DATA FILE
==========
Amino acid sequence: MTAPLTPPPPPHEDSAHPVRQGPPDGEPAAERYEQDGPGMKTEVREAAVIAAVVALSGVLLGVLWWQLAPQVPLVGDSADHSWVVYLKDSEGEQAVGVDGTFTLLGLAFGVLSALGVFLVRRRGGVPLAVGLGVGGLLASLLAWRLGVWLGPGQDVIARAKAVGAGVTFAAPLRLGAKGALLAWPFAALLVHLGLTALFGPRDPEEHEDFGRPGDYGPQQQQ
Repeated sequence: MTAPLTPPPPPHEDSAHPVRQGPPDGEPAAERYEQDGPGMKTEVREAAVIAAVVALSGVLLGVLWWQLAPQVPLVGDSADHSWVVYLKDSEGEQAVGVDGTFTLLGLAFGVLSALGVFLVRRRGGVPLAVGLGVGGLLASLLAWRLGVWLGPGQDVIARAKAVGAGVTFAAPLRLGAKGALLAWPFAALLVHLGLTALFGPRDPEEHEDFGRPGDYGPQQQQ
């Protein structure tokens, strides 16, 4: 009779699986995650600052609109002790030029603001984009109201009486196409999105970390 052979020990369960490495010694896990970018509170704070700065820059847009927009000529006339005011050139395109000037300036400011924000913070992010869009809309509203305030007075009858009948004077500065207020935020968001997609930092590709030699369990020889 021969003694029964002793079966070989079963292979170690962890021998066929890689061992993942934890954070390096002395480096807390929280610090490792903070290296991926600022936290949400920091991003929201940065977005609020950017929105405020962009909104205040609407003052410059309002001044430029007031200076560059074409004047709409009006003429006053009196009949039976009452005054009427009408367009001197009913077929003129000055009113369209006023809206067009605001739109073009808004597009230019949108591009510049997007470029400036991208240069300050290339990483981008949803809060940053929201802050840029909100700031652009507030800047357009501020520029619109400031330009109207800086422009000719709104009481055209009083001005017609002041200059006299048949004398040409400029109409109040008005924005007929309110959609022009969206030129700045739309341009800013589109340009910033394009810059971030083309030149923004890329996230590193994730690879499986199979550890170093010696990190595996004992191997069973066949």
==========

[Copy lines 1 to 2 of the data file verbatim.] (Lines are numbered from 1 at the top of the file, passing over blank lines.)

Amino acid sequence: MTAPLTPPPPPHEDSAHPVRQGPPDGEPAAERYEQDGPGMKTEVREAAVIAAVVALSGVLLGVLWWQLAPQVPLVGDSADHSWVVYLKDSEGEQAVGVDGTFTLLGLAFGVLSALGVFLVRRRGGVPLAVGLGVGGLLASLLAWRLGVWLGPGQDVIARAKAVGAGVTFAAPLRLGAKGALLAWPFAALLVHLGLTALFGPRDPEEHEDFGRPGDYGPQQQQ
Repeated sequence: MTAPLTPPPPPHEDSAHPVRQGPPDGEPAAERYEQDGPGMKTEVREAAVIAAVVALSGVLLGVLWWQLAPQVPLVGDSADHSWVVYLKDSEGEQAVGVDGTFTLLGLAFGVLSALGVFLVRRRGGVPLAVGLGVGGLLASLLAWRLGVWLGPGQDVIARAKAVGAGVTFAAPLRLGAKGALLAWPFAALLVHLGLTALFGPRDPEEHEDFGRPGDYGPQQQQ